History of Oakland, California
Step Back Through Time
When the Spanish arrived in late 18th-century Spain, the area was already inhabited by Costanoan Indians. Rancho San Antonio, a Spanish grant of land was granted to the area in 1820. The area was first settled for logging in the 1840s. It became an important transit hub during the California Gold Rush (1849). Moses Chase (a squatter) and his associates purchased land and leased it. They then built the city of Clinton, later named Brooklyn. Horace W. Carpentier established a trans-bay ferry to San Francisco in 1851. He also purchased a site to the west from Brooklyn and named it Oakland after the oak trees that dotted the plain. Carpentier, his friends extended the region and made it a city. It was incorporated in 1854 by Carpentier. Oakland and Brooklyn, separated by a slough which had been crossed in 1853. They were amalgamated in 1872.
Oakland was chosen as the Western terminus for the transcontinental railroad’s first (1869) and began building its harbour. It saw a significant increase in population after the 1906 San Francisco earthquake, fire and subsequent reconstruction. San Francisco’s 13.2-mile (8.5-km) San Francisco-Oakland Bay Bridge, which was opened in 1936 and included military and naval installations built in the 1940s, stimulated population growth. Notable during World War II was the large number of African Americans who sought work in the city’s factories.
However, by 1960 the city was already in decline. After reaching a population peak in 1950 at 385,000, the city’s population began to decline. The inner cities were plagued by crime, poverty and urban blight. Oakland’s African American population was stricken by racial tension. The revolutionary Black Panther Party, which became an influential force in Black power movements, was established in 1966. Bobby Seale was one of the members. In 1973, he lost his bid for mayor. Four years later, Lionel Wilson became Oakland’s first Black mayor.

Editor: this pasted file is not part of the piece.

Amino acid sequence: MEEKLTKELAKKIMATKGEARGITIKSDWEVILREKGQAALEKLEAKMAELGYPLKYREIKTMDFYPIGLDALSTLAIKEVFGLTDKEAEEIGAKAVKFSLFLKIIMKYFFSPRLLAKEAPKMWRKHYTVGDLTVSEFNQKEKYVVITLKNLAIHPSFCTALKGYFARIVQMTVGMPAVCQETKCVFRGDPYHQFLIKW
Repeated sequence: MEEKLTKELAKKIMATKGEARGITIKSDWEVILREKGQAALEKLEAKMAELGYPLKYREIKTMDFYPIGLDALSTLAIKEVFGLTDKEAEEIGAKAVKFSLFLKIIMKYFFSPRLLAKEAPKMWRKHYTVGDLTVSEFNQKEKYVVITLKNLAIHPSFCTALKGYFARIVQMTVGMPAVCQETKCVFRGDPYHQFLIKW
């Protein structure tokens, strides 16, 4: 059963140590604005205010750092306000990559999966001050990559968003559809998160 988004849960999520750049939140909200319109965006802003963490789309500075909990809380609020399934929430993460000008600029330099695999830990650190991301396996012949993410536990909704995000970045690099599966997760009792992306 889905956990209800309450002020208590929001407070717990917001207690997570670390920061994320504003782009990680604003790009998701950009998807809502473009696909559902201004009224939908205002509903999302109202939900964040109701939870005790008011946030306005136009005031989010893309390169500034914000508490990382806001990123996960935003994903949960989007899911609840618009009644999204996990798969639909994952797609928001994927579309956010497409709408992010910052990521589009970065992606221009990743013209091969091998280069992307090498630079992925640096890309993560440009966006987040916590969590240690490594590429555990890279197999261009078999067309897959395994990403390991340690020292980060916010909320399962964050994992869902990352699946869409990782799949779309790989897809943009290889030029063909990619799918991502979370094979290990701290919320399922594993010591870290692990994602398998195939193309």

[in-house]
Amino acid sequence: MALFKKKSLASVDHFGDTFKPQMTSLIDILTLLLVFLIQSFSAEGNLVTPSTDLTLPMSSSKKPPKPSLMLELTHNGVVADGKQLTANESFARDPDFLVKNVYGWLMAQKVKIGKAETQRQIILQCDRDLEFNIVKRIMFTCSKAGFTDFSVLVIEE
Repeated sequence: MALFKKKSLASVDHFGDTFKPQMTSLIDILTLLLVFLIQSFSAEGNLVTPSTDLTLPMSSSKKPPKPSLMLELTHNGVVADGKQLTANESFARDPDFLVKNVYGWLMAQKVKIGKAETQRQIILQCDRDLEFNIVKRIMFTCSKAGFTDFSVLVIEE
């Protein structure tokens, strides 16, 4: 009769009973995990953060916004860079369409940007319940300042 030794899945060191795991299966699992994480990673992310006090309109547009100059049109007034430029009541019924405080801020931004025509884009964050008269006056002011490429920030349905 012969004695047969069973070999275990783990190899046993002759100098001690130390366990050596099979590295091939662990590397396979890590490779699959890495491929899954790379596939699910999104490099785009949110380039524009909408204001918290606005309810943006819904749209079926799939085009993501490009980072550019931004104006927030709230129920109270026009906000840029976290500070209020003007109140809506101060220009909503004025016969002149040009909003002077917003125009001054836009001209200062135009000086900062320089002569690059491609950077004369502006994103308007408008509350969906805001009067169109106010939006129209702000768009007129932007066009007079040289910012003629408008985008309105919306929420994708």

The city was revitalized in the 1970s. This effort was aided by the 1972 completion of the Bay Area Rapid Transit, which is a light-rail connection to San Francisco. Many of the city’s core was rebuilt and many abandoned areas were revitalized over the following three decades. Oakland saw a rebound in population in 1980s, and it surpassed 1950 levels in 1990s. While African Americans were still the majority of Oakland’s population, they began to decrease in number and Hispanics made up more than half of it. Oakland’s revival was halted by a powerful earthquake on October 17, 1989. This caused major damage to the Bay Bridge, and caused part of the Bay Bridge (a large section) to fall. Repairs were made in the 1990s.
The Contemporary City
The economy of Oakland, California is highly diversified. While industry is vital (food processing and light manufacturing as well as high-tech), the majority of economic activity in Oakland is focused on services such business, transport, healthcare, and other services. Deepwater port is located on an estuary that runs between Alameda Island (on the Bay Shore) and covers 19 miles (31km) of waterfront with inner, middle and outer harbours. The bay is to the southwest from Metropolitan Oakland International Airport.